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Karnataka and South India - 07 Gangaikonda Cholapuram temple



Type of Spiritual Experience


A description of the experience


Gangaikonda Cholapuram temple, also known as Brihadeshwara Temple and Gangaikondacholeeswaram, is a temple dedicated to Shiva located in Gangaikonda Cholapuram, Ariyalur district, in Tamil Nadu.

It is one of the largest temples in India and is an example of Dravidian architecture built by the Chola dynasty.

The temple is a UNESCO World Heritage Site, referred to as one of the Great Living Chola Temples.  The temple is declared as a heritage monument and administered by the Archaeological Survey of India as a protected monument.


The temple was constructed in 1035 AD by Rajendra Chola I (1014-44 CE), the son of the famous Chola king Raja Raja Chola I, who built the Brihadeeswarar Temple at Thanjavur.  Rajendra wanted to emulate the temple built by his father, after his victory in the Ganges over the Pala Dynasty. He assumed the name of Gangaikonda Cholan, meaning the one who conquered the Ganges, and established Gangaikonda Cholapuram as his capital, transferring it from the medieval Chola capital of Thanjavur.  Gangaikonda Cholapuram remained the capital for 250 years.


It is believed from the inscriptions and the excavations made during the 1980s, that it was a planned city with palaces and fortified walls, with the temple in the centre. It is believed that Rajendra redirected all the endowments of the Brihadeeswar temple at Thanjavur to this temple, at the same time transferring the same craftsmen used by his father from Thanjavur.  Muvar Ula, a treatise on the Cheras, Cholas and Pandyas, provides a vivid account of the city and the temple. Like the Thanjavur temple, this temple is also believed to have emerged as a centre of social, economical and political activities. Cultural activities like music, dance and art in the form of bronzes were encouraged and staged in the temple.

Most of the Chola kings after Rajendra I had their coronation at Gangaikonda Cholapuram. The Pandyas overpowered the Cholas during the latter part of 13th century and to avenge their previous defeats, they destroyed the city and palaces, leaving just the temple and its surroundings.  In modern times, the temple stands amidst dilapidated walls.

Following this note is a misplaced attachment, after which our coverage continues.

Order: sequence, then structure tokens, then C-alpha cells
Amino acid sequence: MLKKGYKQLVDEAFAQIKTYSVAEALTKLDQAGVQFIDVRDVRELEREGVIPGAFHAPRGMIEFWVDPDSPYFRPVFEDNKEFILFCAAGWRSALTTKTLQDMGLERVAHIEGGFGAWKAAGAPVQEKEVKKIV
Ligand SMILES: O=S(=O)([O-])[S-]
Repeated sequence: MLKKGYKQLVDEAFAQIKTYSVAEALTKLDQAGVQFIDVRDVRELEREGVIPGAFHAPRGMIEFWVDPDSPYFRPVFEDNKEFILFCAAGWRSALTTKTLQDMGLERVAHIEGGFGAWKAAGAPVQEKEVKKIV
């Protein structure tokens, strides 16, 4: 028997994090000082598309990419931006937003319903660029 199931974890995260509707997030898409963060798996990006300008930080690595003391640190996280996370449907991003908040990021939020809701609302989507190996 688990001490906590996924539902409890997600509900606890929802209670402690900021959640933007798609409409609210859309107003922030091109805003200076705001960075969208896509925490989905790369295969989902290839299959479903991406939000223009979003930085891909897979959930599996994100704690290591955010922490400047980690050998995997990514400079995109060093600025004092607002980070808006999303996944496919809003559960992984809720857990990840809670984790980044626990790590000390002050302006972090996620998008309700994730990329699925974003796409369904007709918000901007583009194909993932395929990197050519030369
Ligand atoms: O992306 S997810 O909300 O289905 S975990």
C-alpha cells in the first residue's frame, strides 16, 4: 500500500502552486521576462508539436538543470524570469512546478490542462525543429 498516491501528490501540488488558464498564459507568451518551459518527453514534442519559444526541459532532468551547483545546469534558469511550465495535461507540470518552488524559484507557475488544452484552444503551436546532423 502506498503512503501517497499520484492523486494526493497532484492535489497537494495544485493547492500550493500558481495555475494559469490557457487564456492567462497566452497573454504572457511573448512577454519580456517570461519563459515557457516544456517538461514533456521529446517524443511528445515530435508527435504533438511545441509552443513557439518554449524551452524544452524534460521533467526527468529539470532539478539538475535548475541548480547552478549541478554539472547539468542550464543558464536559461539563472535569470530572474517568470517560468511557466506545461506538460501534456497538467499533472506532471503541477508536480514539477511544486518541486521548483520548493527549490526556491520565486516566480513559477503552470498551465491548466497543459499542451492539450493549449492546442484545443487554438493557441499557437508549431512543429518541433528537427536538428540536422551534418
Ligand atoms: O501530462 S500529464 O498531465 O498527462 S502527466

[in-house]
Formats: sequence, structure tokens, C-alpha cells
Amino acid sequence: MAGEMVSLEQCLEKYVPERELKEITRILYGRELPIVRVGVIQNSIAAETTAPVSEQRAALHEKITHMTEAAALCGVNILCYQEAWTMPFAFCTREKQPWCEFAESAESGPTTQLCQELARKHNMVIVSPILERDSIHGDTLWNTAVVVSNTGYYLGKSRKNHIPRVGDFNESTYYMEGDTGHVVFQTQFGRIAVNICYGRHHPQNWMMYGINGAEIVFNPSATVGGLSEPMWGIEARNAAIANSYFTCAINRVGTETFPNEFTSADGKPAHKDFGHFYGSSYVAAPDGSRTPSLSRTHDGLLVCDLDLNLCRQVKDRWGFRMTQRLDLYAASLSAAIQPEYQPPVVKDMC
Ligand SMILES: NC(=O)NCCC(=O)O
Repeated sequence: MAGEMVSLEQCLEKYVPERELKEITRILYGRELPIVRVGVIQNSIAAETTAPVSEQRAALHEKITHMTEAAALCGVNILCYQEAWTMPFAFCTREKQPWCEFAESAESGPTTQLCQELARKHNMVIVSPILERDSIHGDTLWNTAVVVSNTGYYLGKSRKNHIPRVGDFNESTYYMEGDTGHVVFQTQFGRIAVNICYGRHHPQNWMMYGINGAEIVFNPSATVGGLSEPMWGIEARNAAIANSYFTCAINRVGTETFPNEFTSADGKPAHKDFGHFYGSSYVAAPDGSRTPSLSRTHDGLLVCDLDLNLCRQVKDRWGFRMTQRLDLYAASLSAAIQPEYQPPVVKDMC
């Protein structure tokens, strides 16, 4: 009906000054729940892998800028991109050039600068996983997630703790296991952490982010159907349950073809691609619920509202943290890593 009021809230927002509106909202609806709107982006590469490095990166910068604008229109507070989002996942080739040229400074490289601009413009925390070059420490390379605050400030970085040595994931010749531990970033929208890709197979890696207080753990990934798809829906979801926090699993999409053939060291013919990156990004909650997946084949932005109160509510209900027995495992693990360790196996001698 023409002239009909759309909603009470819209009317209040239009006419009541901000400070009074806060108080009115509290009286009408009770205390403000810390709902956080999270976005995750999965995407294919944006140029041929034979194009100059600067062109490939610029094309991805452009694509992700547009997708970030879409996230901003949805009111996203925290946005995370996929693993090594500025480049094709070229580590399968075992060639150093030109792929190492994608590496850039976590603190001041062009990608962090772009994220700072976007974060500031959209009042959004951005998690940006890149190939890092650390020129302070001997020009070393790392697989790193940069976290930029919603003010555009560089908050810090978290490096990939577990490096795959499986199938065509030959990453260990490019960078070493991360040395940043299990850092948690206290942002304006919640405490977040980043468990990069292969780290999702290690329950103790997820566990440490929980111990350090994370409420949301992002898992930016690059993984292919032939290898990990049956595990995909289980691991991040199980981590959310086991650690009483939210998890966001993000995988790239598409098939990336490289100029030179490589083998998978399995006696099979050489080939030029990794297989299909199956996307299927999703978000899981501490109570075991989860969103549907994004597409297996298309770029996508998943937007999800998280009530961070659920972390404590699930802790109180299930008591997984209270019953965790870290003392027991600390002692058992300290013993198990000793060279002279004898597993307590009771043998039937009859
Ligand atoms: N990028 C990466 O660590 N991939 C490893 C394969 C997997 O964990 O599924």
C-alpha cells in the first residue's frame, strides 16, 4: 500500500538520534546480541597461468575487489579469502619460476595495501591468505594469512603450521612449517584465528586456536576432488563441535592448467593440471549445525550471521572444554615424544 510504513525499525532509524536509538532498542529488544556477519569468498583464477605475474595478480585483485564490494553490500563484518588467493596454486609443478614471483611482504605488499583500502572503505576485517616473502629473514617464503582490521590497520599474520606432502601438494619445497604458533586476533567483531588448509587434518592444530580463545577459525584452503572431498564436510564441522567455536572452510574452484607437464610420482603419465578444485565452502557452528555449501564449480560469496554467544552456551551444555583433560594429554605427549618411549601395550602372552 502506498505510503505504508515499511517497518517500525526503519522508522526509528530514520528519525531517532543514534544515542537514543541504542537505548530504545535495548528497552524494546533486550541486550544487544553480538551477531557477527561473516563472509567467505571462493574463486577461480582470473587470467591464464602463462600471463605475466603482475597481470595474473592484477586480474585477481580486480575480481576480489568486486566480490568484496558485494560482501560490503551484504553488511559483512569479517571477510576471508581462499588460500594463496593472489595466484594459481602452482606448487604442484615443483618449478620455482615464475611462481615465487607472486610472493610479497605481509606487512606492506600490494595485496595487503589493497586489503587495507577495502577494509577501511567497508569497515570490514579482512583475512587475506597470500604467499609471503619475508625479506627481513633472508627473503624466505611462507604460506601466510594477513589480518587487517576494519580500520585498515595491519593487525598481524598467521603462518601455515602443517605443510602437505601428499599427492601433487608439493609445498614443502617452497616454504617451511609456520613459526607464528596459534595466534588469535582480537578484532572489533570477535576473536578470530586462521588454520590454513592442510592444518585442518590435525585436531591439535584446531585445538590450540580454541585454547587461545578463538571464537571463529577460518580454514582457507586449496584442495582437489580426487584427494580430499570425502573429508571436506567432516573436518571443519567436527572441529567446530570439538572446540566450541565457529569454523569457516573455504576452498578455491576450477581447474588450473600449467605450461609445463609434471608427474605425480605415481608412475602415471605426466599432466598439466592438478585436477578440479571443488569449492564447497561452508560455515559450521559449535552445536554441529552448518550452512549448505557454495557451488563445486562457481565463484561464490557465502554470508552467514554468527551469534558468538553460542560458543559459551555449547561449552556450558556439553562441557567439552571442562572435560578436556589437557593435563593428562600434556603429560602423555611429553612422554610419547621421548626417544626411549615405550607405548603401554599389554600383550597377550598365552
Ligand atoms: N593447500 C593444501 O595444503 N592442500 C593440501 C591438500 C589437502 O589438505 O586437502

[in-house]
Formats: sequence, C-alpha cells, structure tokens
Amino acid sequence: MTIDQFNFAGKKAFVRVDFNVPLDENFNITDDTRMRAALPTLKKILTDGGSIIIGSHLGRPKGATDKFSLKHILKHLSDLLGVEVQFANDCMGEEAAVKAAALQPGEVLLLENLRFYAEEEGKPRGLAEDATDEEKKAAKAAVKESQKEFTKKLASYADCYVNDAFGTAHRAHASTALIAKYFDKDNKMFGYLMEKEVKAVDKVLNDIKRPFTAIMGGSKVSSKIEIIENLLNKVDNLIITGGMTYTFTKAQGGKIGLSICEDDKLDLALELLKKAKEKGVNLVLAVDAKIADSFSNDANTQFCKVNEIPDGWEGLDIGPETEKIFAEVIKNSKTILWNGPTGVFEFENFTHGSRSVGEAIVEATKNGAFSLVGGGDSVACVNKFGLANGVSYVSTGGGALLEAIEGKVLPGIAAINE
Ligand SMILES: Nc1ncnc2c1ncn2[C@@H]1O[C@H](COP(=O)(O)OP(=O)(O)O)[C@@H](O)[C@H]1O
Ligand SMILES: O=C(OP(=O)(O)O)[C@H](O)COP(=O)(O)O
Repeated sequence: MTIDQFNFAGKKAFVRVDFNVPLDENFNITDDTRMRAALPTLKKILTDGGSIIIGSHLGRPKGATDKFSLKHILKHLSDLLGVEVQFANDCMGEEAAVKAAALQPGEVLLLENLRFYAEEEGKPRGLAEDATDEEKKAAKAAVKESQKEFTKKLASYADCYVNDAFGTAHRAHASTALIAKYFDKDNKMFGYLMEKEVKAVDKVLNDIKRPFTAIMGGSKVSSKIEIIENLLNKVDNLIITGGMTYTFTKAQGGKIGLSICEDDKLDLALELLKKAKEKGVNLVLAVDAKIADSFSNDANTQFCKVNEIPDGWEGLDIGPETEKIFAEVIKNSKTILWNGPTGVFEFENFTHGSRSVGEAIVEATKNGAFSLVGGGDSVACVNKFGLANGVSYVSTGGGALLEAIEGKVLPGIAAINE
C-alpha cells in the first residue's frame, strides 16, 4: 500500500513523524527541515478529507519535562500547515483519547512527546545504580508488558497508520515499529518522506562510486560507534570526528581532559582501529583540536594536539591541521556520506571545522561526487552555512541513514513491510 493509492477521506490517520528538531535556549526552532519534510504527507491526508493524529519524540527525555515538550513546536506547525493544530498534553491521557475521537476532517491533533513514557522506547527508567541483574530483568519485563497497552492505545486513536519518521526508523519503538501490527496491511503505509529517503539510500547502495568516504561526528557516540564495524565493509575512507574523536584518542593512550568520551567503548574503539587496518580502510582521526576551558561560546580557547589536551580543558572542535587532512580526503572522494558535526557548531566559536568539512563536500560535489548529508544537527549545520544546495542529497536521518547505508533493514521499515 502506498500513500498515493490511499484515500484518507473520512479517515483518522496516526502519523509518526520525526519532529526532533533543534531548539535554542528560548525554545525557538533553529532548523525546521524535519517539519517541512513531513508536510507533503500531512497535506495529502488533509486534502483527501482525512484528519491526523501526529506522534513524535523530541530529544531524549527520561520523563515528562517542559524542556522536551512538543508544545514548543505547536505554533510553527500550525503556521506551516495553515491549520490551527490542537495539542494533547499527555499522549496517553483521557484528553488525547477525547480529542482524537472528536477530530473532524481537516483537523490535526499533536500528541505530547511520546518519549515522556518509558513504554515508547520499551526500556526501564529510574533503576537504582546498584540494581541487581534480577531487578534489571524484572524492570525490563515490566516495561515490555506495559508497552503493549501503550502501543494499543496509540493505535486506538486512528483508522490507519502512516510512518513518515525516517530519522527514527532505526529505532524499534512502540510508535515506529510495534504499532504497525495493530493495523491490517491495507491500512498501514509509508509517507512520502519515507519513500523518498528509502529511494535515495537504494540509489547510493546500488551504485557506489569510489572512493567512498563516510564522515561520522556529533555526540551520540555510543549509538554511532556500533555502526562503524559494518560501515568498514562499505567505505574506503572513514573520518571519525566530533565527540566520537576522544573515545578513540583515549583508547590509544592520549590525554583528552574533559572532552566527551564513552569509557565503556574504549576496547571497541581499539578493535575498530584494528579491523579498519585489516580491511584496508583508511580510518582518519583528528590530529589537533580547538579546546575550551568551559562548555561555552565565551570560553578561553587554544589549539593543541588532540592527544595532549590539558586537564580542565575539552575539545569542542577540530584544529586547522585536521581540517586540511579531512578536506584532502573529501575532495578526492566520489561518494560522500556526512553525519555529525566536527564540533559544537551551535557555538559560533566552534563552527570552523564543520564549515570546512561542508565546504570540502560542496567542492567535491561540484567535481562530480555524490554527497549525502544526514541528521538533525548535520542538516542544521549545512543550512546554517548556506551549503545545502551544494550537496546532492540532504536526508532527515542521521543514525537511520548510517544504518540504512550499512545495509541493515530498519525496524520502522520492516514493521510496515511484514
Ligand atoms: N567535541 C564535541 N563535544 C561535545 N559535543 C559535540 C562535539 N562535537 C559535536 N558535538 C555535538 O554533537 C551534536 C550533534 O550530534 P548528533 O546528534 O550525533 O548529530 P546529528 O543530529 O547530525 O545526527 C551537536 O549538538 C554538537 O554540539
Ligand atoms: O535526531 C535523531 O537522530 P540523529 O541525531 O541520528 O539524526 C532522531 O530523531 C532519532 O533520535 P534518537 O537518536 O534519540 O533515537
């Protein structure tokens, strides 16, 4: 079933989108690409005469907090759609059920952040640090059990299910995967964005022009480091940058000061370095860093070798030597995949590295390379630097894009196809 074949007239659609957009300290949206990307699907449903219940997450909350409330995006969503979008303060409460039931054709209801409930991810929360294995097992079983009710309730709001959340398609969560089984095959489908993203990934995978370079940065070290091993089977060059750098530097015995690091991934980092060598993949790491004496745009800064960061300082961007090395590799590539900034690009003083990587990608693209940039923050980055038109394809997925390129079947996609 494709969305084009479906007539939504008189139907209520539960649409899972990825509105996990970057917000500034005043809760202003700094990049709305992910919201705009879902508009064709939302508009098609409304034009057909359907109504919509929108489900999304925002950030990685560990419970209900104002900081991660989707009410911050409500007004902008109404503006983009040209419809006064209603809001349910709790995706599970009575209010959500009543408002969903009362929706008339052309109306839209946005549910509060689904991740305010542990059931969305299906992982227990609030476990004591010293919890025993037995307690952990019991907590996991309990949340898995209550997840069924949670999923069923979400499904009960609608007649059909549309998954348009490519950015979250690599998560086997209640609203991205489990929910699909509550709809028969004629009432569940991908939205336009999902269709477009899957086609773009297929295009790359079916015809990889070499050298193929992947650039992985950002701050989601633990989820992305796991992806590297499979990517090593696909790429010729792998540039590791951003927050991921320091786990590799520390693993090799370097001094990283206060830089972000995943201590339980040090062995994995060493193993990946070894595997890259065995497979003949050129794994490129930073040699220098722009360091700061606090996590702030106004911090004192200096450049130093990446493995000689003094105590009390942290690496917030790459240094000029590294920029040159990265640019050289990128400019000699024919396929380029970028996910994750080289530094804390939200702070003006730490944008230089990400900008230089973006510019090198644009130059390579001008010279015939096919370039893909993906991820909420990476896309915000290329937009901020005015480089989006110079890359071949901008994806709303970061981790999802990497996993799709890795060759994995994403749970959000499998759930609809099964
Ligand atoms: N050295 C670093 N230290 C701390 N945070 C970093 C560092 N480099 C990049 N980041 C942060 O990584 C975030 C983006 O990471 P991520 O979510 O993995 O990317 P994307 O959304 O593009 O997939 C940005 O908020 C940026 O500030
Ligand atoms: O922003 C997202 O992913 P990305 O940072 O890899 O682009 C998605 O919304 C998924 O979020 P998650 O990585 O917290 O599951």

The site

Brihadeeswara temple is built on an elevated structure with the courtyard measuring 560 ft (170 m) by 320 ft (98 m). The principal section of the court measures 104 m (341 ft) by 30.5 m (100 ft) with an east-west axis.

The Pyramid

The vimanam (temple tower) is 55 m (180 ft) high and modelled similar to the Brihadeeswarar Temple at Thanjavur. The vimanam (temple tower) is 3 m (9.8 ft) smaller than the Thanjavur temple.

The sanctum measures 100 sq ft (9.3 m2) and is approached through the columned Mukhamandapa and an Ardhamandapa (hall of sacrifice). The sanctum is guarded by Dvarapalas, the guardian deities, each 6 ft (1.8 m) tall.  There are around 50 sculptural relief around the walls of the sanctum and many bronze statues in the temple representing Chola art of the 11 century.


Compared to the Thanjavur temple, which has straight contours, this temple has concave contours, divided into eight zones. “Experts believe that the decision to make it smaller than the Thanjavur temple, built by Raja Raja Chola I (984 - 1014 CE), the father of Rajendra I is considering the father - son hereditary aspect and also to treat this as the feminine equivalent of the Thanjavur temple.”

Lingam and yoni

 The Lingam is 4 m (13 ft) tall and is the largest for any Shiva temple.

Bull and cow

There is an image of Nandi located axially 200 m (660 ft) facing the sanctum, which is constructed in such a way that it reflects Sun light on to the sanctum. The bull is made of stucco and fallen stones.


There are five shrines around the sanctum and a Lion well, which ‘is believed to be an addition during the 19th century’. It is a little incongruous and although lions have their own symbolism, it seems inappropriate here.

The source of the experience


Concepts, symbols and science items

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Creating a sacred geography